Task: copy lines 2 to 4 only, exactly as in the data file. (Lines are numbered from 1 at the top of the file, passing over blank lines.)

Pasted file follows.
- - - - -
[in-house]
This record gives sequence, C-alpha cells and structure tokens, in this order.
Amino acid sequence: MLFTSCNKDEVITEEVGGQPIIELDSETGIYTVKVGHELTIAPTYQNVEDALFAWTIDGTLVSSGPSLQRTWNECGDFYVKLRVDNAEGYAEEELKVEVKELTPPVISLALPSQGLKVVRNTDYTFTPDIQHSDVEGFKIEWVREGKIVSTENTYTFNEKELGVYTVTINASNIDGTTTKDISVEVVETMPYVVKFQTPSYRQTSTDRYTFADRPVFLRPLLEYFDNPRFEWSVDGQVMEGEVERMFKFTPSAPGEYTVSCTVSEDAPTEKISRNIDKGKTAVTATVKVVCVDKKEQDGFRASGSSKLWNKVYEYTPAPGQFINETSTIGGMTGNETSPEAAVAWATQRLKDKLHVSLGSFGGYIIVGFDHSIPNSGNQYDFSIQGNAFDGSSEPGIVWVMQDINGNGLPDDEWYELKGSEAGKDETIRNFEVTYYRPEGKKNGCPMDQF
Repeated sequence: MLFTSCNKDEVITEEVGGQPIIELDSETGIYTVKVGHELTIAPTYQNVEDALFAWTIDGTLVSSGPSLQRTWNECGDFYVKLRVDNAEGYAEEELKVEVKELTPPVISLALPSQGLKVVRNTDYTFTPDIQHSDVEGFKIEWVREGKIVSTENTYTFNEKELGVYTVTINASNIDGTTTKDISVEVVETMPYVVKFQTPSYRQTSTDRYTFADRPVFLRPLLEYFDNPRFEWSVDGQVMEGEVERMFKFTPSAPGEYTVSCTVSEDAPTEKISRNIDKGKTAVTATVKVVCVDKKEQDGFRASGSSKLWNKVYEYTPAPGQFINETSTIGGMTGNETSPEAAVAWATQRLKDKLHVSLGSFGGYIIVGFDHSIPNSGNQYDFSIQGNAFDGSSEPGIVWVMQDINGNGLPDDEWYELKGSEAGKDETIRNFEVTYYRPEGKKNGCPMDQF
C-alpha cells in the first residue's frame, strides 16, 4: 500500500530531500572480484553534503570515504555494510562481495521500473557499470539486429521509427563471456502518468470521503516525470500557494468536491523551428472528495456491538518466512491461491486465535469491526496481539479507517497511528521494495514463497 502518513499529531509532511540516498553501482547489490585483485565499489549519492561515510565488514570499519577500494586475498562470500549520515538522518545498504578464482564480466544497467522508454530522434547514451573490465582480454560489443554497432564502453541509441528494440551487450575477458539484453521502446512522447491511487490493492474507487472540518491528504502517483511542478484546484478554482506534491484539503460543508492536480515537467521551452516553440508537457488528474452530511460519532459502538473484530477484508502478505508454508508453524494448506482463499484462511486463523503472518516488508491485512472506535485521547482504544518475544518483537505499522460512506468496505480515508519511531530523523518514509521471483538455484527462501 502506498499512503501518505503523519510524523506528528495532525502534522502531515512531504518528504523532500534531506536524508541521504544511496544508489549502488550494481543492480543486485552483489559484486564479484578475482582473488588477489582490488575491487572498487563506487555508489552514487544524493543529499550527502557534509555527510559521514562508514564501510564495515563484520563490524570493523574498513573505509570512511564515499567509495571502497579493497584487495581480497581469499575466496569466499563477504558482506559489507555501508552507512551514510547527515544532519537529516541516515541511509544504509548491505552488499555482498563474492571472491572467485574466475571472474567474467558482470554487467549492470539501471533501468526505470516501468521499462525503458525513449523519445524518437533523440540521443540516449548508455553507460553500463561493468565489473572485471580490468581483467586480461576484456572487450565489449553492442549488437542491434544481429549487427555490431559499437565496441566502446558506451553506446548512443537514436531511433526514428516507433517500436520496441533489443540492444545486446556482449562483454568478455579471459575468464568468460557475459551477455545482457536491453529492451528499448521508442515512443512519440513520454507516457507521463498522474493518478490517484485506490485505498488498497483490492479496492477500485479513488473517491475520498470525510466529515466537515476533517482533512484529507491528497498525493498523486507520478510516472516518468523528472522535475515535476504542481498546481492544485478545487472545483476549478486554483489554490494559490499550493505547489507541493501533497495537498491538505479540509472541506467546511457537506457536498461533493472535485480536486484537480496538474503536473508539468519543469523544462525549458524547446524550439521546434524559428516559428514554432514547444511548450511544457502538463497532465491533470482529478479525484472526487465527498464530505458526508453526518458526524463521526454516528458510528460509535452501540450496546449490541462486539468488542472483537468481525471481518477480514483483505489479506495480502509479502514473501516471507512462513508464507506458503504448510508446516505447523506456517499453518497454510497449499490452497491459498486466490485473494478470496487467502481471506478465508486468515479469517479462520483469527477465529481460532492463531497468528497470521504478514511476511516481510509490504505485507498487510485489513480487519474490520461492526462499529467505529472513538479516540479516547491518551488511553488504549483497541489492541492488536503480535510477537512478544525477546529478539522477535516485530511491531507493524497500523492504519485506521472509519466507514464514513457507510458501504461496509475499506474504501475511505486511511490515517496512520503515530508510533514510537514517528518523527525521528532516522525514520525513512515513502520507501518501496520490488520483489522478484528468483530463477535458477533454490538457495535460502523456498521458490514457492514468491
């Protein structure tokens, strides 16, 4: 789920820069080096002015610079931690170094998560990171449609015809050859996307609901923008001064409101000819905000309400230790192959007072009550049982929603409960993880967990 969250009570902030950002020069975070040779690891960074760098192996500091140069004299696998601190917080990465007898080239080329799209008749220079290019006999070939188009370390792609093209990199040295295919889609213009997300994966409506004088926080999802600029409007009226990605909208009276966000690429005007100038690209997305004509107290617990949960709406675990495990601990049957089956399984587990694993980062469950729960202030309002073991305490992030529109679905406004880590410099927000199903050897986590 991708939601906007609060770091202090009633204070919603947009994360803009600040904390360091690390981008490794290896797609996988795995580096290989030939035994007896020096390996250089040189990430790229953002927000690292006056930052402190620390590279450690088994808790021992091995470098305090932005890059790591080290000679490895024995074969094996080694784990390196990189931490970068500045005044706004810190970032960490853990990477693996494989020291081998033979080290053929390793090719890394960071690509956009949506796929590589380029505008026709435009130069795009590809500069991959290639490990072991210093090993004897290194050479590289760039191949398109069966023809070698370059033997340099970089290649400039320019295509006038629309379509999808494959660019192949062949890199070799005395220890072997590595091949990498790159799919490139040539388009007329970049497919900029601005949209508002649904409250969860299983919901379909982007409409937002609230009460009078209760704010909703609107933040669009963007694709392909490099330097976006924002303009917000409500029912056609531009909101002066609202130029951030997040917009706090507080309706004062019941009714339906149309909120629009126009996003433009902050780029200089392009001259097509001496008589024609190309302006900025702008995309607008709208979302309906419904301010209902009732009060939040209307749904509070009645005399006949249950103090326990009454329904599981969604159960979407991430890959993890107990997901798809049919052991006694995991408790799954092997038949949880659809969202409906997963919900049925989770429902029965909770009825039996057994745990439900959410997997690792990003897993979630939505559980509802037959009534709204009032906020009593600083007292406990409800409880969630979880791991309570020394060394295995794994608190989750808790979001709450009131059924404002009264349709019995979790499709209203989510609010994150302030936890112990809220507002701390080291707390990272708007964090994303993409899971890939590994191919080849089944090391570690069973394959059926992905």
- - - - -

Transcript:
This record gives sequence, C-alpha cells and structure tokens, in this order.
Amino acid sequence: MLFTSCNKDEVITEEVGGQPIIELDSETGIYTVKVGHELTIAPTYQNVEDALFAWTIDGTLVSSGPSLQRTWNECGDFYVKLRVDNAEGYAEEELKVEVKELTPPVISLALPSQGLKVVRNTDYTFTPDIQHSDVEGFKIEWVREGKIVSTENTYTFNEKELGVYTVTINASNIDGTTTKDISVEVVETMPYVVKFQTPSYRQTSTDRYTFADRPVFLRPLLEYFDNPRFEWSVDGQVMEGEVERMFKFTPSAPGEYTVSCTVSEDAPTEKISRNIDKGKTAVTATVKVVCVDKKEQDGFRASGSSKLWNKVYEYTPAPGQFINETSTIGGMTGNETSPEAAVAWATQRLKDKLHVSLGSFGGYIIVGFDHSIPNSGNQYDFSIQGNAFDGSSEPGIVWVMQDINGNGLPDDEWYELKGSEAGKDETIRNFEVTYYRPEGKKNGCPMDQF
Repeated sequence: MLFTSCNKDEVITEEVGGQPIIELDSETGIYTVKVGHELTIAPTYQNVEDALFAWTIDGTLVSSGPSLQRTWNECGDFYVKLRVDNAEGYAEEELKVEVKELTPPVISLALPSQGLKVVRNTDYTFTPDIQHSDVEGFKIEWVREGKIVSTENTYTFNEKELGVYTVTINASNIDGTTTKDISVEVVETMPYVVKFQTPSYRQTSTDRYTFADRPVFLRPLLEYFDNPRFEWSVDGQVMEGEVERMFKFTPSAPGEYTVSCTVSEDAPTEKISRNIDKGKTAVTATVKVVCVDKKEQDGFRASGSSKLWNKVYEYTPAPGQFINETSTIGGMTGNETSPEAAVAWATQRLKDKLHVSLGSFGGYIIVGFDHSIPNSGNQYDFSIQGNAFDGSSEPGIVWVMQDINGNGLPDDEWYELKGSEAGKDETIRNFEVTYYRPEGKKNGCPMDQF